Google hit No. 1: Side effects:

1. Halos, glare, and disturbances in night vision.
2. Loss of contrast sensitivity: This is also due to reduction in light entering the eye.
3. Difficulty in reading in dim light. The aperture design inlays reduce the amount of light entering the eye. This effect is more noticeable in dim lighting, making reading difficult.
4. Effect of pupil size. Pupil size may affect vision in case of refractive inlays. In small pupils, most of the pupillary area is occupied by the inlay, making distance vision difficult. Conversely, in larger pupils, only a small part of the pupillary area is covered by the inlay making near vision blurry.
5. Corneal haze. This may develop after implantation of the Raindrop inlay. It generally resolves spontaneously, or following a course of topical steroids.


1. Lens decentration. This can occur in the early postoperative period due to inadequate flap adhesion. Decentration degrades the quality of vision and specially affects distance vision.
2. Dry eyes. This can occur due to damage to the corneal nerves during flap creation, as in the LASIK procedure.
3. Keratolysis, vascularization, and opacification. These complications were more common with older inlay designs which were thicker, less biocompatible, and had low water content. Anterior placement or nonporous implants affected the movement and diffusion of aqueous, oxygen, glucose, and other nutrients to the anterior portion of the cornea, resulting in necrosis and tissue breakdown. However, today these complications are rare with the thinner profile, small-diameter, higher permeability, and better biocompatibility of inlays.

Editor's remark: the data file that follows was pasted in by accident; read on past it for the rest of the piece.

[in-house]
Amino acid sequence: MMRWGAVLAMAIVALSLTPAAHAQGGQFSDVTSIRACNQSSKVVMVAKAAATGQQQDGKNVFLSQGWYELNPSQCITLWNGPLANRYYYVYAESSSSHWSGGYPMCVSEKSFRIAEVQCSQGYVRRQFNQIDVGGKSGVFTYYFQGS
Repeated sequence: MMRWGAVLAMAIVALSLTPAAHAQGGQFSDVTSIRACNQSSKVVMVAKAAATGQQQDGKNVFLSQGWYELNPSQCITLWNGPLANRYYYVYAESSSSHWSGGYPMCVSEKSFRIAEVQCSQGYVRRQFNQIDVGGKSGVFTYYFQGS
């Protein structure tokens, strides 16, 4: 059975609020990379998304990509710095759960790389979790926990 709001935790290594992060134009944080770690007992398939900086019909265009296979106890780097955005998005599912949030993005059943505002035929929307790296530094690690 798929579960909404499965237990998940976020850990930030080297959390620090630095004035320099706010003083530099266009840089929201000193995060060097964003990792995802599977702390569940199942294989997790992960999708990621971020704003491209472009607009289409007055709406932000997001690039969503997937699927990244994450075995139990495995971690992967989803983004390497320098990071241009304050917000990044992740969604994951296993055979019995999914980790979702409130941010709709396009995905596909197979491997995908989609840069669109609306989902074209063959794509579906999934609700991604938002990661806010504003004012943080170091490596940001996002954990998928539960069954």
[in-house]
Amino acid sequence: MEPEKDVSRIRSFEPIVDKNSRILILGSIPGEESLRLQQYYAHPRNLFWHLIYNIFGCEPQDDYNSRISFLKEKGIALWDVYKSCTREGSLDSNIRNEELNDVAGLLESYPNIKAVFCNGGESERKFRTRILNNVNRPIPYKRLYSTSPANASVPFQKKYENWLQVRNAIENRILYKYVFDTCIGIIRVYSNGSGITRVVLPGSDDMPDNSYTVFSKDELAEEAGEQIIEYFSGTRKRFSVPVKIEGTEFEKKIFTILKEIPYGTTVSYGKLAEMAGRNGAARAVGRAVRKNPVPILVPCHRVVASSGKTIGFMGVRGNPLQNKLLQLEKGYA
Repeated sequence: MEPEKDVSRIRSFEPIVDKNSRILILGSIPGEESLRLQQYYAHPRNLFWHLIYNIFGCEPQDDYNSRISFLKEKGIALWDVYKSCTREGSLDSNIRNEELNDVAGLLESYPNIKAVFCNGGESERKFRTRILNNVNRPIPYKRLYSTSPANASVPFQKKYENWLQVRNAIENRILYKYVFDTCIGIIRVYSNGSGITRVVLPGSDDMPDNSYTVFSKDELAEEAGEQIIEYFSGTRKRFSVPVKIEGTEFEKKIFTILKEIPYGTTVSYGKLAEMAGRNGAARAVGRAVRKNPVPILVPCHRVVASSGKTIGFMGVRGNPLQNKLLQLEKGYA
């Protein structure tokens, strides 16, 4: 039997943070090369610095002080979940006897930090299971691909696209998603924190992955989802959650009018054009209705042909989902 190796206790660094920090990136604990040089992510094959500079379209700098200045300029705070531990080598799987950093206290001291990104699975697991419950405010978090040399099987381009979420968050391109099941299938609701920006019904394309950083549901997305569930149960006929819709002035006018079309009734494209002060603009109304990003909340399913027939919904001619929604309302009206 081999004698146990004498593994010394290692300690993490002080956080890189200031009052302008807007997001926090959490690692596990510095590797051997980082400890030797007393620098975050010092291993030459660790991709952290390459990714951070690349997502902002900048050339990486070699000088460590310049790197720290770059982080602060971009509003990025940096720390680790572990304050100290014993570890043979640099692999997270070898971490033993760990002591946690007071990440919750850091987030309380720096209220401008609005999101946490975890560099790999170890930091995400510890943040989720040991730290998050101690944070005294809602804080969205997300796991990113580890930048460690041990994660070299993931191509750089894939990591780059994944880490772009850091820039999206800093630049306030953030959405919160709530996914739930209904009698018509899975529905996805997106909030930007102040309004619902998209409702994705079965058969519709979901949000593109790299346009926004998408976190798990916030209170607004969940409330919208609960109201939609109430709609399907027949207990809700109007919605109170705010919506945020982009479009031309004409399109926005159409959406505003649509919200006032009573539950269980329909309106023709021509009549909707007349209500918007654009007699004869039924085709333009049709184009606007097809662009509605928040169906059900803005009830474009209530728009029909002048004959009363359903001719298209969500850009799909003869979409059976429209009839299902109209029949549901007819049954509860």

4. Epithelial ingrowth. Epithelial cells may accidently get implanted in the interface and grow around the corneal implant. The ingrowth opacifies the interface and may cause blurry vision, photophobia, and star bursts.1



We usually describe both corneal implants to the patient but make sure to offer a sound recommendation for one or the other. As Barry Schwartz pointed out in The Paradox of Choice,12 having too many choices makes things more complicated for patients—it can paralyze the patient and make moving forward with a decision more challenging. To avoid this, we try to listen to the patient, gauge his or her needs, and make a suggestion with the aim of meeting those needs.